The new Military Remuneration Policy which will be fully in force by July 2009 is an essential step towards making military remuneration competitive with the civilian labour market. The step away from purely rank based remuneration will make it possible for the NZDF to start competing for skilled staff without having to give them non-existent commands.
That said the pay rates are still not what anyone would call exciting.
A Captain with specialist medical training would get to earn $65,328. A Major $93,222
Compare that to the remuneration available in the private sector
Base Salary Total Package
SHO $55 - 70,000 $60 – 90,000
Registrar $56 - 87,000 $70 – 100,000
Career Medical Officer $88 – 151,000 $98 – 165,000
Specialist $115 -200,000 $160 – 250,000
and for Engineers:
Median total earnings for engineers aged 41-45 is $83,000 The upper quartile of Telecomunication engineers earn $100,000 base & $117,750 in total Median base salary for engineers with 7-9 years experience is $70,000 he lower quartile total earnings for engineers working in the central government sector is $60,000
So a young registrar or professional engineer would have to be a Captain and an experienced one would have to be a Major to be even vaguely in line with the private sector.
Meanwhile experienced mercenaries in Iraq are getting US$1200 a day from companies like Armour Holdings.That's more than a Major's salary for two month's work.
So the new policy is definitely heading in the right direction. The problem is the quantum. The Military is still based on the notion of recruiting the young and the cheap, training them up and expecting them to move on.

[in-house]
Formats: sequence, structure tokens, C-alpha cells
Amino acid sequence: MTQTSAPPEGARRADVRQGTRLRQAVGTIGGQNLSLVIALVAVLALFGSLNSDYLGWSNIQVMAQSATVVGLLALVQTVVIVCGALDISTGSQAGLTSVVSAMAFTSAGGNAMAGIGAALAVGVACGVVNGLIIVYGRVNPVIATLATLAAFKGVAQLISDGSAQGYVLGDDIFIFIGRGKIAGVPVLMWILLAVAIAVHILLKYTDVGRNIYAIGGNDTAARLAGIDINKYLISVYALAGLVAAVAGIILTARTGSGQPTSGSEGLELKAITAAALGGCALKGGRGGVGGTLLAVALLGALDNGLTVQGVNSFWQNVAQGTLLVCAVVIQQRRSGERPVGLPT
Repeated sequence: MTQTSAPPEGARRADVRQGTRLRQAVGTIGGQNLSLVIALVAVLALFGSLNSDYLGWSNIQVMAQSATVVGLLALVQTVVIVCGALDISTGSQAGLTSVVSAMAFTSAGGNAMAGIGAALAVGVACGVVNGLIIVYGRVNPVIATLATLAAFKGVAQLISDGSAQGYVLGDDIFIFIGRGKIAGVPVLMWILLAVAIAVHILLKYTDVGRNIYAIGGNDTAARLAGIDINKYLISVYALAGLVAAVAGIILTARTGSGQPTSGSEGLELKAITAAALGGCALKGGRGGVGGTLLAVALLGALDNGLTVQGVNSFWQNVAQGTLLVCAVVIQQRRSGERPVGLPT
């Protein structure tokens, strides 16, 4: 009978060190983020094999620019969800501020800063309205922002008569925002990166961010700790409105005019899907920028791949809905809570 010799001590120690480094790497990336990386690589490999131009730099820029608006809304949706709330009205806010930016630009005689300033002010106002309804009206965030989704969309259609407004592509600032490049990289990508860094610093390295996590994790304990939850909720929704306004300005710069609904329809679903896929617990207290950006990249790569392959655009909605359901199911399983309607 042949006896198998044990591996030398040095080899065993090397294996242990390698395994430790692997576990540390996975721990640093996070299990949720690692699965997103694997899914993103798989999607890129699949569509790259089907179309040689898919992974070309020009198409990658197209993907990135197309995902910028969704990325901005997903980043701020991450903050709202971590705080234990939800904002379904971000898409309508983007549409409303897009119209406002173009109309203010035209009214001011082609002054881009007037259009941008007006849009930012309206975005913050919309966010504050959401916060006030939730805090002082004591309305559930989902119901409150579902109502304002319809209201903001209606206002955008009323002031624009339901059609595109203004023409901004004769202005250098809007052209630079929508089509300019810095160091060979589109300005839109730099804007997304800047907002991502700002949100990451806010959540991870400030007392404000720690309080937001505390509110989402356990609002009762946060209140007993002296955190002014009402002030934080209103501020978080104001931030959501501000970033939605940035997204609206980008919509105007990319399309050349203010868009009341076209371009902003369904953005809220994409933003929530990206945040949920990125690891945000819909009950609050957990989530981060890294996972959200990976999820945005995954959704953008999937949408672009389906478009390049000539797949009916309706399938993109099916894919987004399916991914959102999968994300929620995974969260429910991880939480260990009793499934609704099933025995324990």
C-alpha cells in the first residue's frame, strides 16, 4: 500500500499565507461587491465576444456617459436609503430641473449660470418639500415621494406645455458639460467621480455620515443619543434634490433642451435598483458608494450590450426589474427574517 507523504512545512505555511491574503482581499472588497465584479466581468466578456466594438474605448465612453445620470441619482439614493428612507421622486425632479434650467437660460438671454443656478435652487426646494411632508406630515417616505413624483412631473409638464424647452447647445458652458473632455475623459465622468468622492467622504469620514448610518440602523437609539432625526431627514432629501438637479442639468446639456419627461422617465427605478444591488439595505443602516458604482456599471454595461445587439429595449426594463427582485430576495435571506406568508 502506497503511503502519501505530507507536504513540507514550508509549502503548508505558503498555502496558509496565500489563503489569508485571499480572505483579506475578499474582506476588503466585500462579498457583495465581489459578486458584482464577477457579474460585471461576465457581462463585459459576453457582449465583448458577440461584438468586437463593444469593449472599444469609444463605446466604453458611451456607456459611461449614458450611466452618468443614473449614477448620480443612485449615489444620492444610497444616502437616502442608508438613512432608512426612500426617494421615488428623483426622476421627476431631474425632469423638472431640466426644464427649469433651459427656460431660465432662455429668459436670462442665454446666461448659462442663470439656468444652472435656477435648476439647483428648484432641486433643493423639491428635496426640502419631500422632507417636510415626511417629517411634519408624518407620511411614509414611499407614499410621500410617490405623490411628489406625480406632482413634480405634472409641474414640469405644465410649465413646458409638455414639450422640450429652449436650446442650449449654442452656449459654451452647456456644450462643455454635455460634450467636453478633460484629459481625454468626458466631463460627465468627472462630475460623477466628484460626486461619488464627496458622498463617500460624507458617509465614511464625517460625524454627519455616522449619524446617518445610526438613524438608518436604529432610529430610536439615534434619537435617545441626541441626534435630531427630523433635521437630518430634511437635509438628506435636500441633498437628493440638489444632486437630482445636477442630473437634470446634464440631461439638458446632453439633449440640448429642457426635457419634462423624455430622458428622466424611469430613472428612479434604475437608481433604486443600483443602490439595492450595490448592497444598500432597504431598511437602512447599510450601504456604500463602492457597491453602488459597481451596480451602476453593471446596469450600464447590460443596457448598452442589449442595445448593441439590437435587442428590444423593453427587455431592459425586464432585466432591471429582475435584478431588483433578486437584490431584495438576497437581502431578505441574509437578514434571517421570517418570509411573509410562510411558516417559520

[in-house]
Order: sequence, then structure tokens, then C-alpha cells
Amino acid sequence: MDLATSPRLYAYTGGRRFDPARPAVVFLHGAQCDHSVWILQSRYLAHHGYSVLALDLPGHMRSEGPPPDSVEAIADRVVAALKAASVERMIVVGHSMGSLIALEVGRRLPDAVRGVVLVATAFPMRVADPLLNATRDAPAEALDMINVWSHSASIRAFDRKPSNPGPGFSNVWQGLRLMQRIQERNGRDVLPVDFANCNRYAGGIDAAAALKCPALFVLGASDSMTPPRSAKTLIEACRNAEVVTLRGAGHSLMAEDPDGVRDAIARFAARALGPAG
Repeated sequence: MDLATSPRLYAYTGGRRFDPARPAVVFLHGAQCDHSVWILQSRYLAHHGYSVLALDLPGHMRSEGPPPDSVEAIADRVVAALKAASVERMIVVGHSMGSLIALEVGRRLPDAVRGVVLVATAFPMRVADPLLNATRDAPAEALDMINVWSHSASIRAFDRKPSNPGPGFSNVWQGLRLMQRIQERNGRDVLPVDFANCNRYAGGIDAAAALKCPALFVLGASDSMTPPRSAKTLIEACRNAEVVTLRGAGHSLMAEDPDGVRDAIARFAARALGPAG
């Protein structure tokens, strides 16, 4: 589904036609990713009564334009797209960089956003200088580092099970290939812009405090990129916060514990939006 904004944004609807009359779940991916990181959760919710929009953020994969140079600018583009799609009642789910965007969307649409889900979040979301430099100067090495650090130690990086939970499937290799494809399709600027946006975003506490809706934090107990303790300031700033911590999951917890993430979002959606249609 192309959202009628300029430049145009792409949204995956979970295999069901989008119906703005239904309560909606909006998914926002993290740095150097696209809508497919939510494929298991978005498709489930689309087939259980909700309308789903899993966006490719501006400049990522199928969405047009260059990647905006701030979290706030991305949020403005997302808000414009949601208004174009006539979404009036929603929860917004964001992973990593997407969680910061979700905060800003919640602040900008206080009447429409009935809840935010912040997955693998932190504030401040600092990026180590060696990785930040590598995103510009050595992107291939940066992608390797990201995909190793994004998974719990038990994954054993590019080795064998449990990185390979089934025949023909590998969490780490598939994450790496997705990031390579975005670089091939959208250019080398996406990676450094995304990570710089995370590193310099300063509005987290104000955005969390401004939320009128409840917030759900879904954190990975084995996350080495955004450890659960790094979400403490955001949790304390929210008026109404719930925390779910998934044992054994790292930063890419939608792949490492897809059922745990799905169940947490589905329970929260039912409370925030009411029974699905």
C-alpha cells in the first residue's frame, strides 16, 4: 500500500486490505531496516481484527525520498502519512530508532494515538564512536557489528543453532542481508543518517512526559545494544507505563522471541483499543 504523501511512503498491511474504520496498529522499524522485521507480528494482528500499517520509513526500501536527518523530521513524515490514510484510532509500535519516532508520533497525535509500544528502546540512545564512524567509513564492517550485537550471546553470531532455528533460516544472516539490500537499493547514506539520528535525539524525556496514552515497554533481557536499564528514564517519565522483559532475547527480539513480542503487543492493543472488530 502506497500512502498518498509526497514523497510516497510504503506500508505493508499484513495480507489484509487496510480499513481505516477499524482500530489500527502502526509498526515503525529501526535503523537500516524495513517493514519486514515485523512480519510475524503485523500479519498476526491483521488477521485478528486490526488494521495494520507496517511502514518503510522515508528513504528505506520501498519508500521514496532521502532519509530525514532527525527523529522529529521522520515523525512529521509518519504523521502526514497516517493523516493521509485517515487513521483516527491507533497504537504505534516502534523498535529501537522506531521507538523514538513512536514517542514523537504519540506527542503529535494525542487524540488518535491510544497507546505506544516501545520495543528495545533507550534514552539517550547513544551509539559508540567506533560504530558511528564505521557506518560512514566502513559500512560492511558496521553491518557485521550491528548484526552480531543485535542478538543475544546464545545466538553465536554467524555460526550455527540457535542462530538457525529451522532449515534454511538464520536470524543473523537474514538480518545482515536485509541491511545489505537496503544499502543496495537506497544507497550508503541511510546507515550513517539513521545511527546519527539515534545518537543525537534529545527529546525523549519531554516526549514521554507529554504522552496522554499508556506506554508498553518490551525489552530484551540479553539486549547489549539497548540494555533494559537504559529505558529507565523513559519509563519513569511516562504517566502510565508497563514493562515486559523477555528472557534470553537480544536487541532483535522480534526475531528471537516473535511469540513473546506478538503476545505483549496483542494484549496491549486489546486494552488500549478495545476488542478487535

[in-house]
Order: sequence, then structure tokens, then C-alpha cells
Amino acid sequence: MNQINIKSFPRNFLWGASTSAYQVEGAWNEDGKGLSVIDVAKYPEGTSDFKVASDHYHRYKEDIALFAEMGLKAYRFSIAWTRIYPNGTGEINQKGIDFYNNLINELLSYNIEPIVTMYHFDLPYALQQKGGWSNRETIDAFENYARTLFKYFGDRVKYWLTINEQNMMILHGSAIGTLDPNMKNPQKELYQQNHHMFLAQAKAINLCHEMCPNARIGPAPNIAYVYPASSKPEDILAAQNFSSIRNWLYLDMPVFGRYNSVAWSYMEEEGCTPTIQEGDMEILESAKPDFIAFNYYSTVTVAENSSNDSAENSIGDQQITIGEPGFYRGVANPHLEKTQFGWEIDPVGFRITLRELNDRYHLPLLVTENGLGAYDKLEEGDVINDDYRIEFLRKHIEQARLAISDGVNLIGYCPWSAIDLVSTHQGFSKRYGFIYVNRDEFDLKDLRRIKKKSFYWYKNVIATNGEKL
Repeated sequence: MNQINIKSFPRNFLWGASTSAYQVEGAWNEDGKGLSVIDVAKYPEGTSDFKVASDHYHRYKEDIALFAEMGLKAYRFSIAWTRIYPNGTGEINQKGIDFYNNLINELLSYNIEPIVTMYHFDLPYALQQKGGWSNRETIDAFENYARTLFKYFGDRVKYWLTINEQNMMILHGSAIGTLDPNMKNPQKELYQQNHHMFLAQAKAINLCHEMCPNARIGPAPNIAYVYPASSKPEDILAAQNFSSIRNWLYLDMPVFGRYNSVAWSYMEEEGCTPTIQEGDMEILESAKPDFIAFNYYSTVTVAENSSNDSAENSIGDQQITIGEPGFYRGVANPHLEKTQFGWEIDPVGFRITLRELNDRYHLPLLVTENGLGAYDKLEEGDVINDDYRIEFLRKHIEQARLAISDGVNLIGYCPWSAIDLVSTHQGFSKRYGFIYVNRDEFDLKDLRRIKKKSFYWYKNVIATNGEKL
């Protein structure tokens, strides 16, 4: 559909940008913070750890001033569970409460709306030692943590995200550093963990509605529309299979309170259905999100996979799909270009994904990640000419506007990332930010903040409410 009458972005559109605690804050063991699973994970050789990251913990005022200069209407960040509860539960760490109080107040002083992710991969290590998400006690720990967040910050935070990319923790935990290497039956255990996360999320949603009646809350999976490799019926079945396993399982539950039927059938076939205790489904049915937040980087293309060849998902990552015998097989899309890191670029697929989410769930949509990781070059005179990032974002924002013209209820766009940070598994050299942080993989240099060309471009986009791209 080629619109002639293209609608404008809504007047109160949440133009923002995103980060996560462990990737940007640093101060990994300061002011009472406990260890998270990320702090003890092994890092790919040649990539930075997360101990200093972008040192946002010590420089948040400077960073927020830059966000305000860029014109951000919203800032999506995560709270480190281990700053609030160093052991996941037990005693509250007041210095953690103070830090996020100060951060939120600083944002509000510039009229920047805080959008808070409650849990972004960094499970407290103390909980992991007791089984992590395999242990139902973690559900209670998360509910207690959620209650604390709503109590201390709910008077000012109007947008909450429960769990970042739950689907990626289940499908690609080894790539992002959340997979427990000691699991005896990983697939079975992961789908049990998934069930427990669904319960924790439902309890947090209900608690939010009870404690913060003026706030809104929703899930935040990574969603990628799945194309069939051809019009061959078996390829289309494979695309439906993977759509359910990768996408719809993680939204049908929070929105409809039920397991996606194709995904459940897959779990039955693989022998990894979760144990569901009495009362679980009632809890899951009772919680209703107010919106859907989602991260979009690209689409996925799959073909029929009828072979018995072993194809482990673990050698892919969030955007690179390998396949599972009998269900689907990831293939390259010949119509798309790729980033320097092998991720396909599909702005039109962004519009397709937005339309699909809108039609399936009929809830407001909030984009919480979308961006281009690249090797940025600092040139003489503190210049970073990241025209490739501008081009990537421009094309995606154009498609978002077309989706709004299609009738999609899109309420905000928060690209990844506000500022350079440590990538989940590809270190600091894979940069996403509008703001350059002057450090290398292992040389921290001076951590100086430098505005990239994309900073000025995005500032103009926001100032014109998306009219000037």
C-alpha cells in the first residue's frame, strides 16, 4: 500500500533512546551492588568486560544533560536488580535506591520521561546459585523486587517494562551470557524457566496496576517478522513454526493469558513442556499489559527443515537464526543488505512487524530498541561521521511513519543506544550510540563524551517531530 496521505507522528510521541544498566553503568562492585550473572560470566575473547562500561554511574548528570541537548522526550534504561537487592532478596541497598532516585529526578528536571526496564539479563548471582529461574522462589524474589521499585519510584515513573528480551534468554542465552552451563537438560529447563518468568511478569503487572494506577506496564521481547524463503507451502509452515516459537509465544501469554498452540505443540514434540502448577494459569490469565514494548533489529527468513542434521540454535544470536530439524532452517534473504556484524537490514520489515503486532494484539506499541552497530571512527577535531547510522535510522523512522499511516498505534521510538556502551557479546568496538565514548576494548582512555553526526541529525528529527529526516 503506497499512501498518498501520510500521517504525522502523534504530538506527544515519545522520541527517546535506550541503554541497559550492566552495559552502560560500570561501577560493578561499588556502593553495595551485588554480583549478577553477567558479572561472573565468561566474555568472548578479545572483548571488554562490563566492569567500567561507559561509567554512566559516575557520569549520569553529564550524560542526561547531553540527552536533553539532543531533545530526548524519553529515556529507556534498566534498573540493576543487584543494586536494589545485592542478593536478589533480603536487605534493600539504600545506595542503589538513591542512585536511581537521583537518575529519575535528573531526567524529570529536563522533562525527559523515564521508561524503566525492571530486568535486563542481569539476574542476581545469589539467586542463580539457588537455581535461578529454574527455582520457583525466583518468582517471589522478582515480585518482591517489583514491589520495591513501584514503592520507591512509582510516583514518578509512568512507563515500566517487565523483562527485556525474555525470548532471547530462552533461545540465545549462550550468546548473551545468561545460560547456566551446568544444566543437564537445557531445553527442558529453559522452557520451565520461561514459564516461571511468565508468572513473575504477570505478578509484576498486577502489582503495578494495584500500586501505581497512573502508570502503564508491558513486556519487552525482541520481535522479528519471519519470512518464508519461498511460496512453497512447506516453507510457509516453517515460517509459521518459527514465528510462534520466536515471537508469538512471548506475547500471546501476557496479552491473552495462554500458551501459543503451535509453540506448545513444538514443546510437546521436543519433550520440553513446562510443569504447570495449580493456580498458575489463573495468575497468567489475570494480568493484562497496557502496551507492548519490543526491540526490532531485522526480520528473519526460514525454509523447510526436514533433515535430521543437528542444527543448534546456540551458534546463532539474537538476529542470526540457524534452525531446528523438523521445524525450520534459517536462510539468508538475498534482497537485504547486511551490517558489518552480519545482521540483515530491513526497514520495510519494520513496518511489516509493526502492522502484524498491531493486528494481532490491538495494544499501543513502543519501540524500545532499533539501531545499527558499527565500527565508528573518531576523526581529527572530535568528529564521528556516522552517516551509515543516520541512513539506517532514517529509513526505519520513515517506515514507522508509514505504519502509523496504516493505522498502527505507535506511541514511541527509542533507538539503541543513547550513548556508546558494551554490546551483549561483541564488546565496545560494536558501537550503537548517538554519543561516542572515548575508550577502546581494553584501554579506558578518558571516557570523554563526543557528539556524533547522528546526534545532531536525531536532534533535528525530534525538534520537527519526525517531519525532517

The problem is the world is just not like that any more. Military systems and the entire military task has become far too complex to give to a bunch of lunkheads you've just taught how to shoot a gun in the right direction. Today's military are involved in complex, sensitive situations where decisions at even the level of the corporal can have significant implications at national levels. The technology - even for the infantry - is getting more complicated all the time. So a soldier on a check-point watching out for suicide bombers has to assess the tactical situation, the technical environment (for remote triggers) the political situation and even the media situation all while trying to avoid getting killed. We cannot treat our infantry like lunkheads, the job is simply too big.
Once again it all comes back to headcount. If you have fewer people you can afford to pay them more but you can only afford to have fewer people if you are far more ruthless about deciding what you will or will not try to do.
As I have said (probably once too often) in my view the NZDF's main fault is trying to be a WW2 military and a post 9/11 military at the same time. The simple fact is we are trying to do too many things with a military which on comparison to nations of a similar size and strategic situation is too large.
We are not threatened by submarines and yet we have a large anti-submarine warfare capability (2 MEKO frigates, Seasprite helicopters + Orions worth about half the NZDFs working capital). Our emphasis in armour has been on combat rather than logistics making our 105 LAVs too aggressive to deploy for peacekeeping operations where logistics are more important.
All in all our military has small mans disease. It wants to show it's tough all the time rather than deal with the real issues which are mostly dual-use logistic support, low intensity warfare and high impact globally mobile anti-terror operations.
The point of my Defence Review was to show that it is possible to reduce the size of the Defence Force, refocus on a dual-use military for both military and civilian security from all hazards and achieve all the mission objectives of any post 9/11 environment in a way that is more satisfying ( and better paid) for defence staff.
The MRP is a good step toward this goal, but it is just the first on a very long journey.